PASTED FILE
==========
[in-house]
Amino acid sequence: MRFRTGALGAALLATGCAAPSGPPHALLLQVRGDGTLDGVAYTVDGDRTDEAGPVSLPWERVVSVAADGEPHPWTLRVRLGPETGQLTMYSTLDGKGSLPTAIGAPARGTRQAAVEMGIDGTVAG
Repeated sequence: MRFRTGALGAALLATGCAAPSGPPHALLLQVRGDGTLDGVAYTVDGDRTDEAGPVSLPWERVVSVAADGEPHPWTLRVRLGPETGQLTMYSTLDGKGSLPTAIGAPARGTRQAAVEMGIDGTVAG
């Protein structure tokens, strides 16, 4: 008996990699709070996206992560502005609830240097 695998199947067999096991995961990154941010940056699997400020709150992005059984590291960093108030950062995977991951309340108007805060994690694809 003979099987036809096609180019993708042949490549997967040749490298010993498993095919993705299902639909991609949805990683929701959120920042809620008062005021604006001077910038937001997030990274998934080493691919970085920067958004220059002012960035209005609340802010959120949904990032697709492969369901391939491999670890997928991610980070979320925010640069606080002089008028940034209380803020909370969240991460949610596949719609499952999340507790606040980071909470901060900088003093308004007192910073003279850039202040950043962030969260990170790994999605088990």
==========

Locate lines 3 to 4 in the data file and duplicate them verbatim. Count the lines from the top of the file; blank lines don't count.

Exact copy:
Repeated sequence: MRFRTGALGAALLATGCAAPSGPPHALLLQVRGDGTLDGVAYTVDGDRTDEAGPVSLPWERVVSVAADGEPHPWTLRVRLGPETGQLTMYSTLDGKGSLPTAIGAPARGTRQAAVEMGIDGTVAG
């Protein structure tokens, strides 16, 4: 008996990699709070996206992560502005609830240097 695998199947067999096991995961990154941010940056699997400020709150992005059984590291960093108030950062995977991951309340108007805060994690694809 003979099987036809096609180019993708042949490549997967040749490298010993498993095919993705299902639909991609949805990683929701959120920042809620008062005021604006001077910038937001997030990274998934080493691919970085920067958004220059002012960035209005609340802010959120949904990032697709492969369901391939491999670890997928991610980070979320925010640069606080002089008028940034209380803020909370969240991460949610596949719609499952999340507790606040980071909470901060900088003093308004007192910073003279850039202040950043962030969260990170790994999605088990």